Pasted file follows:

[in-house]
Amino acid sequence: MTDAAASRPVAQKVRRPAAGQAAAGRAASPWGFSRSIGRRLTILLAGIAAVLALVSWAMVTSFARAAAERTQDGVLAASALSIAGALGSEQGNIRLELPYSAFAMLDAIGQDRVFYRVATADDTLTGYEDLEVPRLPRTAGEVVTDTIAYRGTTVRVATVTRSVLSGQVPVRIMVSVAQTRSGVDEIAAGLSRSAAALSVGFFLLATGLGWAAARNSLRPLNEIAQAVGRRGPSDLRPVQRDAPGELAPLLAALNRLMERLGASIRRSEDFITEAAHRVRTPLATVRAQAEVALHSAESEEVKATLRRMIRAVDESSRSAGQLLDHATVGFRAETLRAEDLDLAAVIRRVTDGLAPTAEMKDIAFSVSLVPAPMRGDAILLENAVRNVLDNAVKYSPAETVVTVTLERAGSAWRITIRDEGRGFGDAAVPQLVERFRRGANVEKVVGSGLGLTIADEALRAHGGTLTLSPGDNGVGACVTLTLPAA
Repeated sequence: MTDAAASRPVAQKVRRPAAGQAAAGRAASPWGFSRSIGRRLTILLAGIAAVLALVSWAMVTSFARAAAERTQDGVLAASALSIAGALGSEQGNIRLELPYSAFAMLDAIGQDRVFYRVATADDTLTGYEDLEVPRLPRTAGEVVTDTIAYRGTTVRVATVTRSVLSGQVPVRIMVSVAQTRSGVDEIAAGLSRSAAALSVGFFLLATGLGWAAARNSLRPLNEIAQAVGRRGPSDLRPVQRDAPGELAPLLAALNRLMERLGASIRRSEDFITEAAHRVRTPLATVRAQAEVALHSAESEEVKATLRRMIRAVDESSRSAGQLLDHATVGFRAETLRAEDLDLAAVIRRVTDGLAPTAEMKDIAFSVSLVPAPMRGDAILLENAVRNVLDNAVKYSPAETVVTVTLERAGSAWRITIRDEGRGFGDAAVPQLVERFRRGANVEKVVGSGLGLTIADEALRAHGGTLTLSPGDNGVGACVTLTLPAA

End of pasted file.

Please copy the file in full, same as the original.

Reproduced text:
[in-house]
Amino acid sequence: MTDAAASRPVAQKVRRPAAGQAAAGRAASPWGFSRSIGRRLTILLAGIAAVLALVSWAMVTSFARAAAERTQDGVLAASALSIAGALGSEQGNIRLELPYSAFAMLDAIGQDRVFYRVATADDTLTGYEDLEVPRLPRTAGEVVTDTIAYRGTTVRVATVTRSVLSGQVPVRIMVSVAQTRSGVDEIAAGLSRSAAALSVGFFLLATGLGWAAARNSLRPLNEIAQAVGRRGPSDLRPVQRDAPGELAPLLAALNRLMERLGASIRRSEDFITEAAHRVRTPLATVRAQAEVALHSAESEEVKATLRRMIRAVDESSRSAGQLLDHATVGFRAETLRAEDLDLAAVIRRVTDGLAPTAEMKDIAFSVSLVPAPMRGDAILLENAVRNVLDNAVKYSPAETVVTVTLERAGSAWRITIRDEGRGFGDAAVPQLVERFRRGANVEKVVGSGLGLTIADEALRAHGGTLTLSPGDNGVGACVTLTLPAA
Repeated sequence: MTDAAASRPVAQKVRRPAAGQAAAGRAASPWGFSRSIGRRLTILLAGIAAVLALVSWAMVTSFARAAAERTQDGVLAASALSIAGALGSEQGNIRLELPYSAFAMLDAIGQDRVFYRVATADDTLTGYEDLEVPRLPRTAGEVVTDTIAYRGTTVRVATVTRSVLSGQVPVRIMVSVAQTRSGVDEIAAGLSRSAAALSVGFFLLATGLGWAAARNSLRPLNEIAQAVGRRGPSDLRPVQRDAPGELAPLLAALNRLMERLGASIRRSEDFITEAAHRVRTPLATVRAQAEVALHSAESEEVKATLRRMIRAVDESSRSAGQLLDHATVGFRAETLRAEDLDLAAVIRRVTDGLAPTAEMKDIAFSVSLVPAPMRGDAILLENAVRNVLDNAVKYSPAETVVTVTLERAGSAWRITIRDEGRGFGDAAVPQLVERFRRGANVEKVVGSGLGLTIADEALRAHGGTLTLSPGDNGVGACVTLTLPAA